Synesthesia triggers many senses for Billie Eilish

In addition to being a multi-Grammy-Award-winning music artist, songwriter, video director and clothing designer, Billie Eilish is also a synesthete. The term refers to synesthesia, a neurological condition that involves sensory stimulation. For synesthestes, the triggering of one sense will also cause the involuntary triggering of another sense. One of the most common forms of the condition is known as grapheme-color synesthesia, which causes the synesthete to experience colors when considering letters or number.

Eilish explains her experience with synesthesia in this way: "Every person I know has their own color and shape and number in my head," she told Rolling Stone. Her brother and musical collaborator, Finneas — who also has synesthesia — triggers an image of an orange triangle. However, in Eilish's mind, the word "Finneas" also produces a sensation of dark green.

Eilish says that her songs provoke different sensory responses, including visual and tactile sensations. She also smells her songs: "Bad Guy," for example, is "yellow, but also red, and the number seven," she explained. "It's not hot, but warm, like an oven. And it smells like cookies."

Emily V. Gordon's illness inspired The Big Sick

The Oscar-nominated comedy-drama "The Big Sick" details the real-life romance between star and comedian Kumail Nanjiani ("Eternals") and writer Emily V. Gordon, who's played by Zoe Kazan in the movie. Michael Showalter's film follows the couple from their initial courtship to a major crossroads, when a seemingly innocuous illness resulted in Gordon being diagnosed with an extremely rare form of arthritis.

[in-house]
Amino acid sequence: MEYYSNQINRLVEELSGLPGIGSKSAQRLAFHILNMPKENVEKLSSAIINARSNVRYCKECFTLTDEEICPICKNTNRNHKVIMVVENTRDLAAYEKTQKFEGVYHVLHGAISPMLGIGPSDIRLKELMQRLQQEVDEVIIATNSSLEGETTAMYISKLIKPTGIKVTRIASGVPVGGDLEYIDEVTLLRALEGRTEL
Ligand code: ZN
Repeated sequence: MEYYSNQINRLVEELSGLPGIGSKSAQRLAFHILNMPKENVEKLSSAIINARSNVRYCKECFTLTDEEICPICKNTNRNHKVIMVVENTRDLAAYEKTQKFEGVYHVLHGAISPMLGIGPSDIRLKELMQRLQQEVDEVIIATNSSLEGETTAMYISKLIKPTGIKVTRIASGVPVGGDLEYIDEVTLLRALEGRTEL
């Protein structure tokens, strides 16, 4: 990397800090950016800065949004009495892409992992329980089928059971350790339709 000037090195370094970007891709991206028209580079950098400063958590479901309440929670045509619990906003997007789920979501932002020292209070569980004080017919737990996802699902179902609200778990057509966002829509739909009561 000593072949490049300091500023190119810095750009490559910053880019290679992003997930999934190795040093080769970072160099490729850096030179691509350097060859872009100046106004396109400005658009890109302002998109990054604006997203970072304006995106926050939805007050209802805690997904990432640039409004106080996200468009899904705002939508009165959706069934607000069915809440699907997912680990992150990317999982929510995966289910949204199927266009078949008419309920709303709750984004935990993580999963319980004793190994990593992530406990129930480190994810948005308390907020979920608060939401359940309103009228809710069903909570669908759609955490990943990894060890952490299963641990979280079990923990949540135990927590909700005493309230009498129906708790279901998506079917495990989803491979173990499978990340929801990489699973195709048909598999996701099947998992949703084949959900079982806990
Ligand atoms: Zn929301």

Tests revealed that Gordon had adult-onset Still's disease (AOSD), an autoimmune condition that inflames the internal organs and if untreated, can cause them to shut down. The threat to Gordon's health was so grave that she was put into a medically-induced coma. Though she eventually regained her health, there is no cure for AOSD.

Today, Gordon and Nanjiani, who were married one year after she recovered from her illness, keep a close watch on episodic flares of AOSD. "I just have to practice self-care in the ways we all should be doing — get enough sleep, eat healthy and regularly, exercise and keep my stress and drinking down," Gordon told the Hollywood Reporter. She says that Nanjiani is a crucial component to maintaining her good health. "My parents call him my lion, and he really is," she explained. "At times when I'm not great at self-care, he will force me to be good about it."

Javier Botet's condition made him a horror hero

Chances are that if you've been scared by a non-CGI monster in a recent horror movie, Javier Botet was the man behind the makeup. The Spanish actor has played some of the most unsettling creatures in recent horror movies, from The Crooked Man in "The Conjuring 2," to the Hobo and Witch in "It," to Slender Man in the eponymous 2018 thriller.

Botet is able to embody these characters because of his physical acting talents, as well as a condition called Marfan syndrome. The genetic disorder leaves individuals with exceptional height, a thin and overly flexible body, and long arms, legs, and fingers. Botet, who was diagnosed with Marfan syndrome at the age of six, grew to a height of 6'6" but weighed just 120 pounds.

Botet, who grew up loving monsters and aliens, began acting after a teacher at a special effects workshop suggested that he would be perfect for such roles. "I didn't realize, but I was born to perform," Botet told the BBC.

Botet's roles require him to wear heavy makeup prosthetics for long periods of time, but he never tires of the final result. "I see in the monitor this monster appearing — it's beautiful," he told the Hollywood Reporter. "And I think, 'Yes! I am that creature!'"

Lady Gaga contends with multiple illnesses

Diehard Lady Gaga fans undoubtedly recall disappointment over the cancellation of the singer's world tour in 2013. Gaga cited chronic pain as the reason for the postponed dates, and later revealed that the cause of the pain was due to a condition called synovitis, which she also noted may have been due to an injury from a performance.